A man in white appears. Above me I hear, shoot, shoot, shoot. I don’t; it’s my first time with a target in my sights. I wait too long. He’s gone. If he pops up again, take him.
For four years, I’ve waited for this moment, to see a man in my sights. Four hundred meters. My rifle. His chest. Any second. Dope is set. My eyes scan the highly magnified, eerily narrow world of my scope. I'm stable. Heels down. Breath slow. Four hundred meters separates me from my awakening. Whatever I was running from when I joined the Marine Corps, whomever I could have become—should have become—would die when I squeezed, ever so gently, the two and a half pounds of slack from my trigger. The self-doubter. The observer. The academic. I see my new self. Confident. Righteous. This is what I want. The culmination of everything it means to be an infantrymen. To Kill. Four hundred meters. I wait.
It changes nothing if I killed him, or anyone in the weeks and months to come. That’s what I’ve learned. Five years, five countries, friends I’ve made and lost. A marriage, then divorce. IEDs hit and IEDs found and blown in place. Gunshot wounds, blown-off limbs, dead bodies on both sides. I wandered in the desert, waiting for a Messiah, validation that I had chosen the right path to some kind of enlightenment. I craved to be sanctified into the brotherhood, or to have a greater connection to life—to be saved even. I don’t know when I stopped believing it would happen. The Marine Corps had taught me a violence and sense of belonging I love, but I’m no longer a true believer that it will deliver me. Afghanistan, like the Pacific, seems to have no memory, and it was there that I lost the faith.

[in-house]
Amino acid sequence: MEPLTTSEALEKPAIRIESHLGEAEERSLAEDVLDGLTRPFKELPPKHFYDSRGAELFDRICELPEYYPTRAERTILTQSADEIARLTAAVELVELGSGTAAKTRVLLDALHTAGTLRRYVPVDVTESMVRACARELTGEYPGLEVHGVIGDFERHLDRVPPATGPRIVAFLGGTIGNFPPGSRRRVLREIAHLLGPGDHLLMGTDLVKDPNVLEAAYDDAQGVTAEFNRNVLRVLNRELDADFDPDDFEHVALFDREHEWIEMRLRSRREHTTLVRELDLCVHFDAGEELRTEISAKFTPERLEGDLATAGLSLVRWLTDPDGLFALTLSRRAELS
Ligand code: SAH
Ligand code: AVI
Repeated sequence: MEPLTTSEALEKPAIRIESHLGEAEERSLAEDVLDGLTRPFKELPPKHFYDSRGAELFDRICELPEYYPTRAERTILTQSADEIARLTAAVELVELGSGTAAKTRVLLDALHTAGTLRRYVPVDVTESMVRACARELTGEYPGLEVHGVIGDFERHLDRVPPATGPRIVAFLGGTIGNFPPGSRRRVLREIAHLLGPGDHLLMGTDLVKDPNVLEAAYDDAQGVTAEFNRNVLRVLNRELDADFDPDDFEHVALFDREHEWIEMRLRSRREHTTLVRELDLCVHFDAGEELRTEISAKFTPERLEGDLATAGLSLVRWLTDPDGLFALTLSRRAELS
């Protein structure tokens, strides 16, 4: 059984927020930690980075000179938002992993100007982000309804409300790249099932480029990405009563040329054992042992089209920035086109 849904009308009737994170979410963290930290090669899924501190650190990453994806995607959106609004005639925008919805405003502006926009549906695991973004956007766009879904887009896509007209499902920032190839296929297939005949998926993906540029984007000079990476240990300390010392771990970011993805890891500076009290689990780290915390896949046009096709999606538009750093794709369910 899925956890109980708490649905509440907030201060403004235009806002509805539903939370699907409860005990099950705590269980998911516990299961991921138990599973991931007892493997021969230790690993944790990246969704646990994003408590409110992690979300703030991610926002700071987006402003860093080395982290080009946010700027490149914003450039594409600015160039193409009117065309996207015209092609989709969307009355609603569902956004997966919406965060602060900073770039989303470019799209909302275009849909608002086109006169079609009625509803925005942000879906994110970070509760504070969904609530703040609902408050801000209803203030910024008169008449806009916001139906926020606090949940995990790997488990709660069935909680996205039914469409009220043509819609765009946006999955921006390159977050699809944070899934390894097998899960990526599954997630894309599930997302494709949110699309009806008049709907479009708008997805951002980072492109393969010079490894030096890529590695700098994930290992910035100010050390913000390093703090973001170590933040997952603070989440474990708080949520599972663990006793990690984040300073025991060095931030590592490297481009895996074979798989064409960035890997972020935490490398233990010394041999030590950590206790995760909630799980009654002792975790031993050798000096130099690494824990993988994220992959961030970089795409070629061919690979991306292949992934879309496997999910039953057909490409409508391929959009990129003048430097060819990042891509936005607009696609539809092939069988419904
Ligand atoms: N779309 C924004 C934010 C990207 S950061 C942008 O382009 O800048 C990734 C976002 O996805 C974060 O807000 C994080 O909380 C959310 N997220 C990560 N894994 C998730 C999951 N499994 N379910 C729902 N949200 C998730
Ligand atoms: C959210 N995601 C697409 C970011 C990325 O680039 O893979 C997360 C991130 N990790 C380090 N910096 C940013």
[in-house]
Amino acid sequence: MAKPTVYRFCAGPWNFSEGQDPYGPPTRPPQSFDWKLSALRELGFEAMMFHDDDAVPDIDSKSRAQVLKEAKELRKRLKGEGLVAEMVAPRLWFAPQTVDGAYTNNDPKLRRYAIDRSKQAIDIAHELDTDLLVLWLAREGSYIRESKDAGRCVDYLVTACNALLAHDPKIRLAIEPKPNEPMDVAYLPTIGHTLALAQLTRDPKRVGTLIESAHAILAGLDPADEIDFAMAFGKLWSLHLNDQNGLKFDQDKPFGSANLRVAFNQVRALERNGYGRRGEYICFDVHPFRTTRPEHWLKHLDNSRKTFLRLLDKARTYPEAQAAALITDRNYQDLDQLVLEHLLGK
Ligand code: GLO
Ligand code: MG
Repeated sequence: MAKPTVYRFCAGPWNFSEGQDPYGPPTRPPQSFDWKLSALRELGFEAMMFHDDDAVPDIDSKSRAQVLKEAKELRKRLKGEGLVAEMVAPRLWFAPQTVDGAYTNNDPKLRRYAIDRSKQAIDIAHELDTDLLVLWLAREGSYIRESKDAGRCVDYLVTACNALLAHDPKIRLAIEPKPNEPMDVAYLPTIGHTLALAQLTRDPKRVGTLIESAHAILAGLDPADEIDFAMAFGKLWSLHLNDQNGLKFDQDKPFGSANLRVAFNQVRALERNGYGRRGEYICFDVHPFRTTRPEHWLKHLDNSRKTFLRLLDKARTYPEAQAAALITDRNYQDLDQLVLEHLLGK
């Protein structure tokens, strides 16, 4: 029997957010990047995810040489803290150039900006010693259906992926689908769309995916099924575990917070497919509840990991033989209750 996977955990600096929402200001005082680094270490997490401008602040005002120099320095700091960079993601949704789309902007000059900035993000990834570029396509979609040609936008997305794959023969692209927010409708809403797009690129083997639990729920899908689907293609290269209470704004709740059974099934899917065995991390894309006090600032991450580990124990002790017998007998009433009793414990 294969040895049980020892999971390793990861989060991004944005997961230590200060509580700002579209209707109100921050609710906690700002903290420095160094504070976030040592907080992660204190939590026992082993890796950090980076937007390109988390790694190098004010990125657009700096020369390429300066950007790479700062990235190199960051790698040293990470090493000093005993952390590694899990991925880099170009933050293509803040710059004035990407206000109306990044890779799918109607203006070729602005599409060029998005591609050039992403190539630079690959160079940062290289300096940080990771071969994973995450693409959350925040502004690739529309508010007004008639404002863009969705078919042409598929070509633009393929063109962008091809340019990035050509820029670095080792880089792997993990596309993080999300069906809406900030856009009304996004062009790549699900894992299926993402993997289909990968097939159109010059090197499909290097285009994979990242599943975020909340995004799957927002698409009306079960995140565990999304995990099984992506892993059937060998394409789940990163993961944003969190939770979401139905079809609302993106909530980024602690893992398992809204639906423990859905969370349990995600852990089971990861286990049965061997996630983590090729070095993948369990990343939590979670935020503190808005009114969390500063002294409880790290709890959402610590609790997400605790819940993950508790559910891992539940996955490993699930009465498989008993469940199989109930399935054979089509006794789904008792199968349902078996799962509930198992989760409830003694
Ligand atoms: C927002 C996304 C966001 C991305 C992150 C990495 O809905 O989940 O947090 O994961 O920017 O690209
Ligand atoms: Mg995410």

In Bahrain, they say God can’t see past the bridge, the King Fahd Causeway that connects the island nation to the Kingdom of Saudi Arabia. The god to whom I prayed couldn't see past the mountains at the Pakistan border. God can’t see the children, too skinny and young, who pour from the madrasas in Pakistan every spring for the fighting season. They flow into the fertile valleys of the Helmand River, coming to plant bombs and to plant dreams. They shoot Russian rifles and rockets. And inevitably they fall, like leaves in the autumn. But winter isn’t long, and mad with dreams that mad men have planted in their heads, the children keep coming.
I was born in a city that sits where the great rivers of America, the Missouri and the Mississippi, meet. From school I rode the number 57 Manchester city bus, from Kings Highway in St. Louis, all the way out to Lindbergh, in the suburbs where I lived. North is rich flat farmland and floodplains, south are the rolling hills of the Ozarks. On that bus every morning, and again every afternoon, I would read great American authors: Faulkner, Hemingway, Kerouac, Ginsberg, and Whitman. They each professed an enduring love and romanticism for the American landscape and the people who lived in it, a very different kind of patriotism than I was seeing in those post-9/11 years, a patriotism not tied to flag T-shirts and Budweiser, but a passion and reverence for the holiness of this place, the mountains and rivers, cities, and deserts. I wondered if my place in this landscape was set, or if something might break me free.